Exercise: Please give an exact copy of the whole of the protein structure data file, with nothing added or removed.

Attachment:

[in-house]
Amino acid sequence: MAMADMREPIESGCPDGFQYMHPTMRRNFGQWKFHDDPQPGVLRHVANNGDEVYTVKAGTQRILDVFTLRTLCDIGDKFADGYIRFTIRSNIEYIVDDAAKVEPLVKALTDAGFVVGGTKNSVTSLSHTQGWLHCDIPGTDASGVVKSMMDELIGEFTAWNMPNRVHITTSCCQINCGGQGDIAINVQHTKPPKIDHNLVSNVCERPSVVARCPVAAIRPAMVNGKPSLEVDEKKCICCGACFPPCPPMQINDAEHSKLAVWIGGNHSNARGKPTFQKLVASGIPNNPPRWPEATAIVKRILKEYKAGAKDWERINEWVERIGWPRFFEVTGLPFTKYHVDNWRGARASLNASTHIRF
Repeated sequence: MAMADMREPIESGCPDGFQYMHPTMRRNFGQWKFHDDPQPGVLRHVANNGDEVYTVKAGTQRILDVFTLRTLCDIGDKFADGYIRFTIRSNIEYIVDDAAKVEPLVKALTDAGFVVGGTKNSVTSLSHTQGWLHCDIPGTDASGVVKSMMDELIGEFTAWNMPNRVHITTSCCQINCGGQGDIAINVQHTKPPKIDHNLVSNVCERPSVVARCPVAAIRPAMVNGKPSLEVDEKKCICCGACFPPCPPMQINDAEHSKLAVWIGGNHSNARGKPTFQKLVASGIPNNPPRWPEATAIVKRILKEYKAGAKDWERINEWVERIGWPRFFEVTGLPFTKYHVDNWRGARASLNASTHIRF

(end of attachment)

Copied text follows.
[in-house]
Amino acid sequence: MAMADMREPIESGCPDGFQYMHPTMRRNFGQWKFHDDPQPGVLRHVANNGDEVYTVKAGTQRILDVFTLRTLCDIGDKFADGYIRFTIRSNIEYIVDDAAKVEPLVKALTDAGFVVGGTKNSVTSLSHTQGWLHCDIPGTDASGVVKSMMDELIGEFTAWNMPNRVHITTSCCQINCGGQGDIAINVQHTKPPKIDHNLVSNVCERPSVVARCPVAAIRPAMVNGKPSLEVDEKKCICCGACFPPCPPMQINDAEHSKLAVWIGGNHSNARGKPTFQKLVASGIPNNPPRWPEATAIVKRILKEYKAGAKDWERINEWVERIGWPRFFEVTGLPFTKYHVDNWRGARASLNASTHIRF
Repeated sequence: MAMADMREPIESGCPDGFQYMHPTMRRNFGQWKFHDDPQPGVLRHVANNGDEVYTVKAGTQRILDVFTLRTLCDIGDKFADGYIRFTIRSNIEYIVDDAAKVEPLVKALTDAGFVVGGTKNSVTSLSHTQGWLHCDIPGTDASGVVKSMMDELIGEFTAWNMPNRVHITTSCCQINCGGQGDIAINVQHTKPPKIDHNLVSNVCERPSVVARCPVAAIRPAMVNGKPSLEVDEKKCICCGACFPPCPPMQINDAEHSKLAVWIGGNHSNARGKPTFQKLVASGIPNNPPRWPEATAIVKRILKEYKAGAKDWERINEWVERIGWPRFFEVTGLPFTKYHVDNWRGARASLNASTHIRF